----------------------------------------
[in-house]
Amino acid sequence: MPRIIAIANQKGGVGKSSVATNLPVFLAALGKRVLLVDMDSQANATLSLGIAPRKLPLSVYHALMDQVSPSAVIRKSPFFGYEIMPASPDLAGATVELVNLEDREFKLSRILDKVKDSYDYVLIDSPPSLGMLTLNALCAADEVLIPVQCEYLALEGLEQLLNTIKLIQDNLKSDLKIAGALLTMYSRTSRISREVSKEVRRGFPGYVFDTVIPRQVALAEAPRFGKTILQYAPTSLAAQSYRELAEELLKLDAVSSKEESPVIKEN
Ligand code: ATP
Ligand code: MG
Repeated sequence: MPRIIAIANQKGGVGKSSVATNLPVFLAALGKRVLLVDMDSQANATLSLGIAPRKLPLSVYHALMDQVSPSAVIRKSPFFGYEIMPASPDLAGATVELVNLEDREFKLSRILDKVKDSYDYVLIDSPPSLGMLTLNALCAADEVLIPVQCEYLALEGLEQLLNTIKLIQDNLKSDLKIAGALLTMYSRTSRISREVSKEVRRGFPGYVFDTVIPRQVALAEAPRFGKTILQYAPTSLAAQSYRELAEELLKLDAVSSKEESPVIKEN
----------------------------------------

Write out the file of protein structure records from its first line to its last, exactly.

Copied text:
[in-house]
Amino acid sequence: MPRIIAIANQKGGVGKSSVATNLPVFLAALGKRVLLVDMDSQANATLSLGIAPRKLPLSVYHALMDQVSPSAVIRKSPFFGYEIMPASPDLAGATVELVNLEDREFKLSRILDKVKDSYDYVLIDSPPSLGMLTLNALCAADEVLIPVQCEYLALEGLEQLLNTIKLIQDNLKSDLKIAGALLTMYSRTSRISREVSKEVRRGFPGYVFDTVIPRQVALAEAPRFGKTILQYAPTSLAAQSYRELAEELLKLDAVSSKEESPVIKEN
Ligand code: ATP
Ligand code: MG
Repeated sequence: MPRIIAIANQKGGVGKSSVATNLPVFLAALGKRVLLVDMDSQANATLSLGIAPRKLPLSVYHALMDQVSPSAVIRKSPFFGYEIMPASPDLAGATVELVNLEDREFKLSRILDKVKDSYDYVLIDSPPSLGMLTLNALCAADEVLIPVQCEYLALEGLEQLLNTIKLIQDNLKSDLKIAGALLTMYSRTSRISREVSKEVRRGFPGYVFDTVIPRQVALAEAPRFGKTILQYAPTSLAAQSYRELAEELLKLDAVSSKEESPVIKEN